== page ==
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Storms inflicts heavy damage on area; schools closed Tuesday

By Paul Keane

Large amounts of damage was inflicted on Wayne County Monday night and early Tuesday morning as a line of severe storms made its way through the area.

Wayne County Emergency Management Agency Director Angela Atchison reported at 1 a.m. Tuesday that multiple structures had been damaged, along with numerous trees falling and power lines coming down to the ground as the storms rolled through the area. She said the Matherville area appeared to be the hardest hit, as what she is calling a tornado began in the northwestern part of the county.

At some point, officials with the National Weather Service and Mississippi Emergency Management will assess the area and determine whether or not it was officially a tornado and what strength it might have been. Whether it was a tornado or not, though, the storms have had a toll on the county.

The storm inflicted damage on the Pleasant Grove-Sandersville Road and worked its way along Waller Ridge Road, Fred West Road, Harold Graham Road off the Waynesboro-Shubuta Road and worked its way to Mathersville-Diamond Road, Holly Bush Church Road, Toby Landrum Road, Duncan Hill Road, Jim Dearman Road, Spink-Hayes Road and possibly other roads. Rotation was indicated on the Buckatunna-Mt. Zion Road, but  no reports of a tornado touching down were filed.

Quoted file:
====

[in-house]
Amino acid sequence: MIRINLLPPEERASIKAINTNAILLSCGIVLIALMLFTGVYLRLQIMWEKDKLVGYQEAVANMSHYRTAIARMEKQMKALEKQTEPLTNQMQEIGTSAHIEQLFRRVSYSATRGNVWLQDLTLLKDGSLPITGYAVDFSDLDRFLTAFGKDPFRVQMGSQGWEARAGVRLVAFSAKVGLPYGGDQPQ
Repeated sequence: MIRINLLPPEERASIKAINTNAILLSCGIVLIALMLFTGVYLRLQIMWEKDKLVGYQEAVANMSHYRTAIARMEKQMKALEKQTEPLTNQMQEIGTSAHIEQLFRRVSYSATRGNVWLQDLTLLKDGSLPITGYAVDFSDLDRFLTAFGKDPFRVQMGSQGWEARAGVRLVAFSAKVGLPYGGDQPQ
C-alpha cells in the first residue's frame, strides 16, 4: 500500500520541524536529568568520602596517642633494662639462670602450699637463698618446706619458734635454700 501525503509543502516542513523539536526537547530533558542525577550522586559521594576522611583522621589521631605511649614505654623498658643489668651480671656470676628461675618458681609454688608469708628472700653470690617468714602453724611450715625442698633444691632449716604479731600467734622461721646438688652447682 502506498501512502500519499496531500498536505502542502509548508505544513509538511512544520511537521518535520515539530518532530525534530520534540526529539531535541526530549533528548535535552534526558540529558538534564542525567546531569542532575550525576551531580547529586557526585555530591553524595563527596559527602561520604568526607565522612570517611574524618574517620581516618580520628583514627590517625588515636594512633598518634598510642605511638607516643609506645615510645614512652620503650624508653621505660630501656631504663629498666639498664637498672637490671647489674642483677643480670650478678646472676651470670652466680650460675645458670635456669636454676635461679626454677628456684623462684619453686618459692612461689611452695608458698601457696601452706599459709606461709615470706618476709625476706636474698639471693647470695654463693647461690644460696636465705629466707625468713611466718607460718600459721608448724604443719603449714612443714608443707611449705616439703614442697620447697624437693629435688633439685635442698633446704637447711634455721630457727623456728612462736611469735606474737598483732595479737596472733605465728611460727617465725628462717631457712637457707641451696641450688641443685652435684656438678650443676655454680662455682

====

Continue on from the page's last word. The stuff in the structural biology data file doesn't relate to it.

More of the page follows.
A structure fire was reported on Susie Lassiter Drive in the Clara community.

A chicken house on Oscar Brownlee Road collapsed with workers inside. Some of the workers were injured, but no fatalities.

Atchinson said there have been multiple reports of injuries, but fortunately no fatalities. She said there have also been multiple reports of damage to homes, as well as power lines being downed.

All public schools will be closed on Tuesday, and Atchinson said she is trying to contact officials with Wayne Academy to recommend that it also be closed.

Officials are still assessing damage, and Atchinson said anyone with damage should report it by calling 9-1-1. She urges patience as the 9-1-1 Center was struck by lightning and dispatchers are working on a limited communication system.

Crews are out handling search and rescue efforts, clearing roadways and trying to gain access to all victims. Atchinson said she and emergency personnel are working as quickly as possible in order to reach people trapped in their homes.

She also urges everyone to remain sheltered in place at least until daylight, and then to go out and check on neighbors and loved ones as much as possible. She urges everyone to use extreme caution when traveling or checking on neighbors, and any downed power lines should be considered energized.

Atchinson said all residents should be cautious and remain prepared, as another round of storms are expected to make their way through the county sometime Tuesday.

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